Lest it be heard that I have insular tendencies, I have ventured – in these months of unstructured leisure between the bar exam and the proper beginning of my gainful employ – to explore other parts of the country. The next few posts to follow (and a few more later in the month) will trace my travels in the Far East.
Let’s get one thing out early: If you haven’t been to Philadelphia, you absolutely should go. This is one of the most surprising cities I’ve yet been to. It’s got the charm of Charleston without the silent-but-way-real stigma against interracial dating. It’s got the brick-lined bustle of Brooklyn without the impenetrable cloud of self-congratulation. And if you do go, you should be so lucky as to have tour guides as enchanting as mine – none other than the incomparable Kevin and Rumi.
The first stop was Parc, a Parisian belle epoque revival shop by Stephen Starr, who apparently owns, I don’t know, every restaurant in Philadelphia? Okay, that’s not true, but he owns twelve. Plus two satellites (Morimoto and Buddakan) in the meatpacking district in New York. It’s all disgustingly hip. Anyway, Parc. Tables lined the street, overlooking scenic Rittenhouse Square. Far-flung from the bustle of New York, you could almost hear yourself think.
The three of us stopped for lunch at this picturesque spot. I ordered a burger. Because after all, what do Americans do at charming French restaurants? We order cheeseburgers, damn it. So I’ll tell you about the one I ate, while resisting the temptation to replace every “f” with a “ph”. One thing’s phor certain: It’ll be a stiph challenge!
Okay, I won’t do that anymore.
227 South 18th Street
Philadelphia, PA 19103
The Order: Cheeseburger
The Price: $16.00
Philly’s first offering was a simple one: a pretty substantial patty (our waiter was too busy having a rad man-bun and wearing rad sunglasses and being rad to tell me anything about the composition of the patty besides, “It’s ground beef”) was wrapped in a bubbling cloak of raclette cheese (raclette, a semi-hard melting cheese, is known for its nutty acidity – imagine a softer, oilier gruyère, and you’ve got the basic idea). In the center of this cheese-coated disc sat a tangled mound of caramelized onions.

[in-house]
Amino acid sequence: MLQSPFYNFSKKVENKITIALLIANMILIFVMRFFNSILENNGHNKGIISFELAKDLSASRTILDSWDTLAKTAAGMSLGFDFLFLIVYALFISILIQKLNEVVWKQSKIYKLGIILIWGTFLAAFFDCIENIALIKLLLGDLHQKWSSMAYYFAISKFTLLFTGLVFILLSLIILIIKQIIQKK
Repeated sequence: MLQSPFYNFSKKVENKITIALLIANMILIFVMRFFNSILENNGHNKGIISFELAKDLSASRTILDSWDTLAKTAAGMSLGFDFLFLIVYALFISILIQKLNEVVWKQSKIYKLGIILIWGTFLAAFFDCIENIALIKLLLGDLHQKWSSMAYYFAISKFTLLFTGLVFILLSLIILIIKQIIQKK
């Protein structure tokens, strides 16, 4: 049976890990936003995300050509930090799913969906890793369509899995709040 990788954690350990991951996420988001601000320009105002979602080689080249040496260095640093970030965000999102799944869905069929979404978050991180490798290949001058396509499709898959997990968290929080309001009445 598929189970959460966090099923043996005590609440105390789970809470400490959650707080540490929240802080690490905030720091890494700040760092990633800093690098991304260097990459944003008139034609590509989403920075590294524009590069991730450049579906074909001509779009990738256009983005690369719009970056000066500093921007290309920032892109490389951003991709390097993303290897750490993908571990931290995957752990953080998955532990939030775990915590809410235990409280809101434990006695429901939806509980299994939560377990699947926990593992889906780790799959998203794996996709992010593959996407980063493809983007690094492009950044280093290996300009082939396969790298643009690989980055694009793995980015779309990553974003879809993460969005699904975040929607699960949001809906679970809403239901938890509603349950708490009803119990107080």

There was no sauce, save for the ketchup on the side. This seemed a conscious attempt to bring the interaction between the beef and the cheese to center stage. The onions played a largely supporting role here, offering a faint glimmer of sweetness that peeked out coyly from behind sharp bitterness. The beef was juicy and rich enough, cooked to a timidly pink medium-rare. There is no taste of grill here, which, along with the raclette, reflects the ultimately tragically French sensibilities that doom this burger to mediocrity.
At the risk of getting a little too “big picture” here, the best burgers stand out in part because they balance ingredients so well. These ingredients seem like they were put together for all the wrong reasons. Here’s how I imagine the composition of this burger going down:
“Okay, everyone, this is a restaurant in Philadelphia. We need a burger.”
“But it’s a French restaurant…isn’t a burger a little incongruous?”
“Hmm. Interesting point. What if we put a bunch of French-sounding shit on it?”
“Yeah, yeah. That’s smart. Maybe, like, French onions?”
“Exactly. That’s a good idea because it has the word French in it. What about cheese?”
“I don’t know. How about raclette? That’s the Frenchest-sounding cheese I know.”
“Hmm. Maybe. But, to be fair, I said raclette first.”
“Yeah…that’s a really good point. Let’s do that. Okay, what else?”
“I don’t know. I just googled ‘French sounding food’ and didn’t come up with anything.”
“Shit. Oh well, that’s probably good enough. Great work today.”
My point is that this burger is less a carefully constructed synthesis of cooperative ingredients and more a menagerie of things that sound like they’re “French” (leaving aside is that raclette isn’t French). It doesn’t require culinary training to intuit that a burger needs more than meat, onions, and cheese to pass muster. Not to sound jingoistic, but there are some things that are uniquely American – and uniquely un-French. If Parc is any indication, the cheeseburger may be one of them.
Flavor: 6.90 / 10.00
Freshness/Quality: 8.40 / 10.00
Value: 5.50 / 10.00
Efficiency: 7.30 / 10.00
Creativity/Style: 6.10 / 10.00
Bun: 8.50 / 10.00
Patty: 8.50 / 10.00
Toppings: 6.70 / 10.00
Sauce: 0.00 / 10.00
Balance: 6.80 / 10.00
Total: 64.70 / 100.00